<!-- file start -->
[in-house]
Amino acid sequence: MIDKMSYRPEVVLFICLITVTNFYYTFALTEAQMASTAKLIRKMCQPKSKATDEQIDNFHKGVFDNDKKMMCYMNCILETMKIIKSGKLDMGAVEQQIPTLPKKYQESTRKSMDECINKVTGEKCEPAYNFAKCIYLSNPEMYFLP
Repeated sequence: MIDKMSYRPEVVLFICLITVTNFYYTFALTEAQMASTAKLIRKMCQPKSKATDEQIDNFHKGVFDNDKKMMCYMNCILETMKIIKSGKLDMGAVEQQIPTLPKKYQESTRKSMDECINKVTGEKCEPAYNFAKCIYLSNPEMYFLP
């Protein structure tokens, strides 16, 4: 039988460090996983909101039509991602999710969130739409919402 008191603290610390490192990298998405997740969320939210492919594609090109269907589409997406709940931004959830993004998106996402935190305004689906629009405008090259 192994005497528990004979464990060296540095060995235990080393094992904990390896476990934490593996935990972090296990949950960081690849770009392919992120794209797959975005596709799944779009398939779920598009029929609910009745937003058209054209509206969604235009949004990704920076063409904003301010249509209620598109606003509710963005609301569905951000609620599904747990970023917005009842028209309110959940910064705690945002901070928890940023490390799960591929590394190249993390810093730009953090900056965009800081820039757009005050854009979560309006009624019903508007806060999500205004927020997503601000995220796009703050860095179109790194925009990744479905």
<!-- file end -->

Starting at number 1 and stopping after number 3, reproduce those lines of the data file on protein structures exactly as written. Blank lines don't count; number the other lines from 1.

[in-house]
Amino acid sequence: MIDKMSYRPEVVLFICLITVTNFYYTFALTEAQMASTAKLIRKMCQPKSKATDEQIDNFHKGVFDNDKKMMCYMNCILETMKIIKSGKLDMGAVEQQIPTLPKKYQESTRKSMDECINKVTGEKCEPAYNFAKCIYLSNPEMYFLP
Repeated sequence: MIDKMSYRPEVVLFICLITVTNFYYTFALTEAQMASTAKLIRKMCQPKSKATDEQIDNFHKGVFDNDKKMMCYMNCILETMKIIKSGKLDMGAVEQQIPTLPKKYQESTRKSMDECINKVTGEKCEPAYNFAKCIYLSNPEMYFLP